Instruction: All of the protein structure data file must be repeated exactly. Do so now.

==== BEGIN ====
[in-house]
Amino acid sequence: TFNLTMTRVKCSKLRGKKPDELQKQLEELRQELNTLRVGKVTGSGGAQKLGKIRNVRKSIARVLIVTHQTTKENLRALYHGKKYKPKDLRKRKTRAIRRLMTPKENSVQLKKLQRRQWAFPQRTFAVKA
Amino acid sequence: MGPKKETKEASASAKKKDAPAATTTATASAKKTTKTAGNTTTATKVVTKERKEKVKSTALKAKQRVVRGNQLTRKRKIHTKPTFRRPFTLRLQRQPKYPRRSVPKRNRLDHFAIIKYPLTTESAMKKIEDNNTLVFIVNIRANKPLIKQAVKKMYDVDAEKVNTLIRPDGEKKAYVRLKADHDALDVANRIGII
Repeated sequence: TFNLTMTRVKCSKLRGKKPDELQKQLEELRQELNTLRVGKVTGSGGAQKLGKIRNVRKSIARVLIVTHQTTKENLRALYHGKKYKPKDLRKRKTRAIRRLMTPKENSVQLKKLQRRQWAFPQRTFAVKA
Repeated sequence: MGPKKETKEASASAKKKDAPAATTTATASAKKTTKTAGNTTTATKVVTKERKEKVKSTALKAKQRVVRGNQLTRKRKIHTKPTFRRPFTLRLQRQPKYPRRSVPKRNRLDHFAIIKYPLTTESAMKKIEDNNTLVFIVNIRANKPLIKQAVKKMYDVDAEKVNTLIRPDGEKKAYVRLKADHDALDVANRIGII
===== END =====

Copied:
[in-house]
Amino acid sequence: TFNLTMTRVKCSKLRGKKPDELQKQLEELRQELNTLRVGKVTGSGGAQKLGKIRNVRKSIARVLIVTHQTTKENLRALYHGKKYKPKDLRKRKTRAIRRLMTPKENSVQLKKLQRRQWAFPQRTFAVKA
Amino acid sequence: MGPKKETKEASASAKKKDAPAATTTATASAKKTTKTAGNTTTATKVVTKERKEKVKSTALKAKQRVVRGNQLTRKRKIHTKPTFRRPFTLRLQRQPKYPRRSVPKRNRLDHFAIIKYPLTTESAMKKIEDNNTLVFIVNIRANKPLIKQAVKKMYDVDAEKVNTLIRPDGEKKAYVRLKADHDALDVANRIGII
Repeated sequence: TFNLTMTRVKCSKLRGKKPDELQKQLEELRQELNTLRVGKVTGSGGAQKLGKIRNVRKSIARVLIVTHQTTKENLRALYHGKKYKPKDLRKRKTRAIRRLMTPKENSVQLKKLQRRQWAFPQRTFAVKA
Repeated sequence: MGPKKETKEASASAKKKDAPAATTTATASAKKTTKTAGNTTTATKVVTKERKEKVKSTALKAKQRVVRGNQLTRKRKIHTKPTFRRPFTLRLQRQPKYPRRSVPKRNRLDHFAIIKYPLTTESAMKKIEDNNTLVFIVNIRANKPLIKQAVKKMYDVDAEKVNTLIRPDGEKKAYVRLKADHDALDVANRIGII